By Arlene Edmonds

Special to The CS&T

Cardinal Justin Rigali led the 26th Annual Archdiocesan Interfaith Prayer Service at Our Lady of the Blessed Sacrament Church in West Philadelphia on Sunday, Jan. 18.

There was a full house as the Cardinal stressed the need for the continuation of the dream of Rev. Dr. Martin Luther King Jr. The event was sponsored by the archdiocesan Office for Black Catholics and the Office for Ecumenical and Interreligious Affairs.

“We have come together as believers in God,” Cardinal Rigali said. “It’s joy that we are here together. It sends a signal to the world that we are bearing (witness) to the message of the Rev. Dr. Martin Luther King Jr. about acceptance and the primacy of God.”

Joining Cardinal Rigali in prayers of petition were religious leaders from the Jewish, Islamic and Protestant faith communities. Rabbi Alan Payover prayed for “family, strength, love and peace” as well as “families experiencing economic hardships.”

After recognizing that King was a man who stood for non-violence, peace and justice, Imam Mohammad Abdur-Razzaq Miller prayed for world leaders, particularly the new President Barack Obama. Finally, Rev. Dr. Horace Russell of the Palmer Theological Seminary added that “King was a man of conviction” and prayed that there would be “an elimination of racism, bigotry and prejudice.”

Father Stephen D. Thorne, director of the Office for Black Catholics and pastor of St. Therese of the Child Jesus Parish in Mount Airy, was pleased with the interfaith event.

“This was an inspiring program,” said Father Thorne. “I think it’s important that the Archdiocese does this, and the presence of the Cardinal stresses the importance of unity of all humanity. The presence of the various leaders (reflects) Dr. King’s ideal of the beloved community that includes black and white, male and female and Christian and non-Christian. The Cardinal began by saying ‘whatever tradition we are, we serve one God.'”

Amelia Sheen of Our Lady of the Blessed Sacrament agreed. She spent the past week preparing the young people at her parish for the ecumenical prayer service. She readily admitted she spent little time discussing King’s dream because they are inundated with his legacy at school. She did, however, focus on the spiritual aspects of the interfaith program.

“I was excited that they were a part of all this with the Cardinal and bishops present showing that we in the Catholic Church are truly one family,” Sheen said.

The prayer service opened with the combined youth and adult choirs of the West Philadelphia Church under the direction of Sandy Johnson. There was a welcome given by Father Paul Kuppe, O.F.M.Cap., pastor of Our Lady of the Blessed Sacrament Parish.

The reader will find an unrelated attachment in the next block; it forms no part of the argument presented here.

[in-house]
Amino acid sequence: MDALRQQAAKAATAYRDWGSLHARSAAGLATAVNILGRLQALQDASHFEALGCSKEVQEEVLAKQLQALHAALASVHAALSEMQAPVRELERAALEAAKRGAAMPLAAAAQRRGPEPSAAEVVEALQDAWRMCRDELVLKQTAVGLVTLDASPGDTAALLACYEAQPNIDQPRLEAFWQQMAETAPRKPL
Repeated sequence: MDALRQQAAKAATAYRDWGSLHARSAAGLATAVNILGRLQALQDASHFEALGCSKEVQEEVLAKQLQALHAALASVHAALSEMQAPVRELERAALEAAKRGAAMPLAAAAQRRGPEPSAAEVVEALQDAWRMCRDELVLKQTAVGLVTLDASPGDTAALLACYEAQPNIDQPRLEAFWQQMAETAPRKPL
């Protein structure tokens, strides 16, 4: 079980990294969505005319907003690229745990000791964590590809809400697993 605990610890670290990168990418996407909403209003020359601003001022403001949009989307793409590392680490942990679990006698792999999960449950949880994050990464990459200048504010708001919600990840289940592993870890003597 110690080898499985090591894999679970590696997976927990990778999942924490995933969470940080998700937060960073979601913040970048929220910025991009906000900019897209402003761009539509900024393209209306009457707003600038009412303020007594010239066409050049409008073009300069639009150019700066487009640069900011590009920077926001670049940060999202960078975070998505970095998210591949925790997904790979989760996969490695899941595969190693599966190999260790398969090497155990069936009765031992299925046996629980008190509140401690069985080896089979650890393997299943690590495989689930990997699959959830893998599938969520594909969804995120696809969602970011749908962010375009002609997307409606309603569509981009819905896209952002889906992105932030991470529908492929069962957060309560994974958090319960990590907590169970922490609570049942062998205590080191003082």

After the singing all three verses of the African-American national anthem, “Lift Ev’ry Voice and Sing,” Cardinal Rigali gave the opening greeting and prayer. He said that the election of President Barack Obama was part of King’s dream, as well as engaging in service projects throughout the year.

After the Gospel reading, the Cardinal quoted the words of the late Pope John Paul II about unity in fulfilling Christ’s mission. He said the two challenges that Philadelphia currently faces are “the violence in the streets and the fragile economy.” He said that these will only be overcome when all “seek the interests of all” rather than selfishly focusing on self-interest.

After the prayer petitions, Cardinal Rigali gave the closing prayer and blessing before the full church sang the anthem of the civil rights movement, “We Shall Overcome.” Among those singing loudly was Linda Smith of Mount Airy. She said that she was in the area visiting relatives when she heard about the event. Though she is not Catholic she decided to attend.

“I try to go to as many King events as I can,” said Smith. “Since I am a Christian, I thought that going to a prayer service was the place I should be on a Sunday afternoon. I prayed for all those who are engaging in the King Day of Service, President Obama and for world peace. I thought the program was short, sweet and beautiful.”

“I think that this program was fantastic,” said 13-year-old Siani Lott-Young, who performed a liturgical dance with the Davis spanine Dancers during the event. “Before we performed we prayed really hard to do well. I just loved how the whole program to King turned out.”

Other dancers were 13-year-old D’Yonna Venson-Nave, 15-year-old Morgan Fletcher, 14-year-old Kendall Rice and 13-year-old Courtney Wilson. The girls, dressed in blue paisley tops and ankle-length flowing white shirts, danced to King’s famous “I Have a Dream” speech followed by a tribute song. The interpretive dance was choreographed by Pat Lorde and drew spontaneous applause from the standing-room-only congregation.

The prayer service’s artwork was the 1997 “Peace Wall” located in South Philadelphia. It was created by Jane Golden and Peter Pagast as part of the City of Philadelphia’s Mural Arts Program funded by the William Penn Foundation.

Arlene Edmonds is a freelance writer and St. Raymond of Penafort parishioner. She may be reached at